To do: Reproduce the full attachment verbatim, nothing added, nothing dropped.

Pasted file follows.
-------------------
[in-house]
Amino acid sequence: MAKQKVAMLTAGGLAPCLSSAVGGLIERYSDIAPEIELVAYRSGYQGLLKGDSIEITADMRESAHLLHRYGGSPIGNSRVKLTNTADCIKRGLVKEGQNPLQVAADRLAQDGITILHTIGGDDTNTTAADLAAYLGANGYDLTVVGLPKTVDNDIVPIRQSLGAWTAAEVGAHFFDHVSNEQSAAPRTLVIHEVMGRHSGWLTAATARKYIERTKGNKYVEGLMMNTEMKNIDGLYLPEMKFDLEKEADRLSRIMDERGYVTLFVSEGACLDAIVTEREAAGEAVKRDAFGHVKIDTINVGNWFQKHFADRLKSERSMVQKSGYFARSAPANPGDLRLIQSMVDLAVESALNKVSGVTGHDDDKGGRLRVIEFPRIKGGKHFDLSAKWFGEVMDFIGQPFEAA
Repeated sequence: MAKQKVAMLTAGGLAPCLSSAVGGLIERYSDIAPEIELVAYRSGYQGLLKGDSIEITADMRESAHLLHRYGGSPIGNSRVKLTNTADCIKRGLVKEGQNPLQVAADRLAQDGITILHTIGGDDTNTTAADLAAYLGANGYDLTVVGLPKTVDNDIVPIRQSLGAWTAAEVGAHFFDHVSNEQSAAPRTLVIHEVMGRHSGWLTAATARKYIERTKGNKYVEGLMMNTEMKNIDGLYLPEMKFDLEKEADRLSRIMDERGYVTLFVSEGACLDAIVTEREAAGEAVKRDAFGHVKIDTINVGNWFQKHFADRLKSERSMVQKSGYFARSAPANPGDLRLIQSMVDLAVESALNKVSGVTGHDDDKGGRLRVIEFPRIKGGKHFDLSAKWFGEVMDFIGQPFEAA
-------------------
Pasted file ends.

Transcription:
[in-house]
Amino acid sequence: MAKQKVAMLTAGGLAPCLSSAVGGLIERYSDIAPEIELVAYRSGYQGLLKGDSIEITADMRESAHLLHRYGGSPIGNSRVKLTNTADCIKRGLVKEGQNPLQVAADRLAQDGITILHTIGGDDTNTTAADLAAYLGANGYDLTVVGLPKTVDNDIVPIRQSLGAWTAAEVGAHFFDHVSNEQSAAPRTLVIHEVMGRHSGWLTAATARKYIERTKGNKYVEGLMMNTEMKNIDGLYLPEMKFDLEKEADRLSRIMDERGYVTLFVSEGACLDAIVTEREAAGEAVKRDAFGHVKIDTINVGNWFQKHFADRLKSERSMVQKSGYFARSAPANPGDLRLIQSMVDLAVESALNKVSGVTGHDDDKGGRLRVIEFPRIKGGKHFDLSAKWFGEVMDFIGQPFEAA
Repeated sequence: MAKQKVAMLTAGGLAPCLSSAVGGLIERYSDIAPEIELVAYRSGYQGLLKGDSIEITADMRESAHLLHRYGGSPIGNSRVKLTNTADCIKRGLVKEGQNPLQVAADRLAQDGITILHTIGGDDTNTTAADLAAYLGANGYDLTVVGLPKTVDNDIVPIRQSLGAWTAAEVGAHFFDHVSNEQSAAPRTLVIHEVMGRHSGWLTAATARKYIERTKGNKYVEGLMMNTEMKNIDGLYLPEMKFDLEKEADRLSRIMDERGYVTLFVSEGACLDAIVTEREAAGEAVKRDAFGHVKIDTINVGNWFQKHFADRLKSERSMVQKSGYFARSAPANPGDLRLIQSMVDLAVESALNKVSGVTGHDDDKGGRLRVIEFPRIKGGKHFDLSAKWFGEVMDFIGQPFEAA